In every organization with which we've worked, we've encountered the same dysfunction around customer issues. Everyone is trying to avoid interfering with longstanding, and sometimes unspoken, rules about which group of people are "in charge of" which customer relationships. These customer zones lead to paralysis. They keep your organization from providing a unified voice to the customer and making it easy for your customers to do business with you.

What Customers Really Want

Of course, you're already aware that today's demanding customers don't care a whit about your company's internal organizational issues. Nor do they care about your channel conflict issues with your partners. What customers want is a seamless and productive relationship with the members of your firm and with your partners.

Customers Want to Own Their Relationships!

As you sort through your organizational issues, remember this single, most important fact: You don't own your customer relationships; your customers do! That means that neither your sales force nor your channel partners get to "own" the customer relationships. The customers own their relationships with your firm. Your organization--including all of its people, departments, and authorized representatives--is simply entrusted with whatever information customers would like you to know about them. This simple and incontrovertible fact should help you plot your organization's course through the landmines of customer ownership issues.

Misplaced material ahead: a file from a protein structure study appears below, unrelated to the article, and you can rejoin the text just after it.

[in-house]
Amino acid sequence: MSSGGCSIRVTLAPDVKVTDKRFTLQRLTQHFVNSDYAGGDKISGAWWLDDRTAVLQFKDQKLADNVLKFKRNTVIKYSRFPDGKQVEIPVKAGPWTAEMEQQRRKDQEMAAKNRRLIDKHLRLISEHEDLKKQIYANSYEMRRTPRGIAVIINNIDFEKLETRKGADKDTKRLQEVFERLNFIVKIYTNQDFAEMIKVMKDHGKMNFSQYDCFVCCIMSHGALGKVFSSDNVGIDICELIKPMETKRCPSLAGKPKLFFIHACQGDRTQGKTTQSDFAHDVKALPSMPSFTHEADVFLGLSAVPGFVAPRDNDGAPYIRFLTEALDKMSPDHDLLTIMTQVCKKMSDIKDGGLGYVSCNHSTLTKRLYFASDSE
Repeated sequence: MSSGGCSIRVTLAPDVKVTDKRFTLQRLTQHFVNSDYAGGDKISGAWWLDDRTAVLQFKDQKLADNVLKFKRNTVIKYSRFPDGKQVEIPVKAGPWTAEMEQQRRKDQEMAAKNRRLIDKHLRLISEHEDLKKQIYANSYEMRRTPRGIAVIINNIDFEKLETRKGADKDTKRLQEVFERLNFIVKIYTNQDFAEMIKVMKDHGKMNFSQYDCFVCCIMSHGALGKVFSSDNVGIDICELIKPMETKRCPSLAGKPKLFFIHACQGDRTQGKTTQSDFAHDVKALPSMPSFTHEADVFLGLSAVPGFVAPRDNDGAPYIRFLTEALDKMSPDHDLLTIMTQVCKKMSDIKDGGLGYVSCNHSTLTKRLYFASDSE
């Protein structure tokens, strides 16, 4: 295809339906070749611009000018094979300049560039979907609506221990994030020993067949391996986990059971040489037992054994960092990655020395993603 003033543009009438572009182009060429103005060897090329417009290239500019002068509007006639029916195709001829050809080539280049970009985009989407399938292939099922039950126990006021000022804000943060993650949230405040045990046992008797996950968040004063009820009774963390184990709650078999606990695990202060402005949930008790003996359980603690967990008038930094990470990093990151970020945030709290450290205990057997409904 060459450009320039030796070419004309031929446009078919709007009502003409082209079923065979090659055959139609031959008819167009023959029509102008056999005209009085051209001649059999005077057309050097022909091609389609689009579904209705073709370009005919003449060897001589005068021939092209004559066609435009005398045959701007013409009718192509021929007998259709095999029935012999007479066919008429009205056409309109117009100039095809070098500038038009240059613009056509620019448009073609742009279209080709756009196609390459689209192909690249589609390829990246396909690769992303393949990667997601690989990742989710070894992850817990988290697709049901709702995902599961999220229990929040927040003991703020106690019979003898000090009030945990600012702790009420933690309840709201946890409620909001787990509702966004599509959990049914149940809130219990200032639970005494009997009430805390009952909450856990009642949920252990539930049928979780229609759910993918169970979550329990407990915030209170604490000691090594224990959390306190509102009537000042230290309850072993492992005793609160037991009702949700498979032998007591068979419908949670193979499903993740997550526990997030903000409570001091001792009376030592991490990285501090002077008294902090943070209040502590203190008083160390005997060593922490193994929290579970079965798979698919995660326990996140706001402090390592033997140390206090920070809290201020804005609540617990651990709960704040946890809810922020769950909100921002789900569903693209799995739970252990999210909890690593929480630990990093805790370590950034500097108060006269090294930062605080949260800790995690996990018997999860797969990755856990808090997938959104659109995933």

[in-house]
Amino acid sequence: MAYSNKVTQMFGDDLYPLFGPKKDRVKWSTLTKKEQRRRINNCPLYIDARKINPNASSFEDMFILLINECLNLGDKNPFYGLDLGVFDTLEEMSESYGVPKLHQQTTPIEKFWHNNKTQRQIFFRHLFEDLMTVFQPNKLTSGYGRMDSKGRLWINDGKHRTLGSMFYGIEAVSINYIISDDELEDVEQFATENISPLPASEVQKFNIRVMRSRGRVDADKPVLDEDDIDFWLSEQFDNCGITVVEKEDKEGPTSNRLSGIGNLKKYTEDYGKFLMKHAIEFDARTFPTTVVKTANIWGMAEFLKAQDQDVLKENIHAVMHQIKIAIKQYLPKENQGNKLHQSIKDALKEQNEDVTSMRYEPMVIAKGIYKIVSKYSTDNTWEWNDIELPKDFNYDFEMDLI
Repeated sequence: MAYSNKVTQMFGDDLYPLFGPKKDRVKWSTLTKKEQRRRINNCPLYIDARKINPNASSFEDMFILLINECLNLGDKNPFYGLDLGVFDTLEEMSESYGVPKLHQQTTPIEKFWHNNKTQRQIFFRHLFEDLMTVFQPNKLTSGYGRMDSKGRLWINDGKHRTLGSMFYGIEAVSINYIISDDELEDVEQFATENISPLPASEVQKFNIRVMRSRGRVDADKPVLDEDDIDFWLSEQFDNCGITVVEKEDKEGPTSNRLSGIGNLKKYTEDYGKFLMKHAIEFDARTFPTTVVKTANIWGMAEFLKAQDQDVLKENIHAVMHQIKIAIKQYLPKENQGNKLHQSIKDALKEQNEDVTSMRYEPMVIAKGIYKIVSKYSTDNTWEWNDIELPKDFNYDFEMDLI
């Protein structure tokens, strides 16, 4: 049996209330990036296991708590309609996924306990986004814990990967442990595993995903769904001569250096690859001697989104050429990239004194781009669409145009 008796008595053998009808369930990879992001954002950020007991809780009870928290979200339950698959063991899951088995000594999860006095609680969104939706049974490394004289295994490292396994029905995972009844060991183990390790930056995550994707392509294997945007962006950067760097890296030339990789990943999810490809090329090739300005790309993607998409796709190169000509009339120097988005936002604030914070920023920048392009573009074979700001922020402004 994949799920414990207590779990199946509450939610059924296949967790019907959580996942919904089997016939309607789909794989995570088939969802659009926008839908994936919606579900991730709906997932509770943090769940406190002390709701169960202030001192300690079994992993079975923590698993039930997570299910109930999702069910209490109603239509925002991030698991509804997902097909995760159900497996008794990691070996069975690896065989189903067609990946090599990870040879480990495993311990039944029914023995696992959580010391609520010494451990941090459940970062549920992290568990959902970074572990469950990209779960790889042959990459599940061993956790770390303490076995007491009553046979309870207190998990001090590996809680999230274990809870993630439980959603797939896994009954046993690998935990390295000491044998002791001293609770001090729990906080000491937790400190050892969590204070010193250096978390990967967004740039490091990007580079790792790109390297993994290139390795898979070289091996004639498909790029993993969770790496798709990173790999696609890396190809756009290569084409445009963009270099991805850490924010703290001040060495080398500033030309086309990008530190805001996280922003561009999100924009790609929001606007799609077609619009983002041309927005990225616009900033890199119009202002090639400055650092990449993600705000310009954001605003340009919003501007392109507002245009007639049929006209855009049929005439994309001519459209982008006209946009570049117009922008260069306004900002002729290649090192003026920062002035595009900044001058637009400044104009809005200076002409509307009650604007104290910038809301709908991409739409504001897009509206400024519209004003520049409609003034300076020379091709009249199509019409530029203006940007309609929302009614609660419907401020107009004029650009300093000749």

Our Customer Manifesto

Today's customers want to be in control of their relationships. That means a number of things, some of them seemingly contradictory. Below we've listed seven rules of thumb for dealing with today's customers. Wearing your customer hat, you can probably think of several more. Please send them to me, and we'll add to the list. Let's call this list of customers' expectations about how today's customers want to do business with us, the "Customer Manifesto."

What Customers Require in Order to Do Business with Your Firm (7 Rules of Thumb)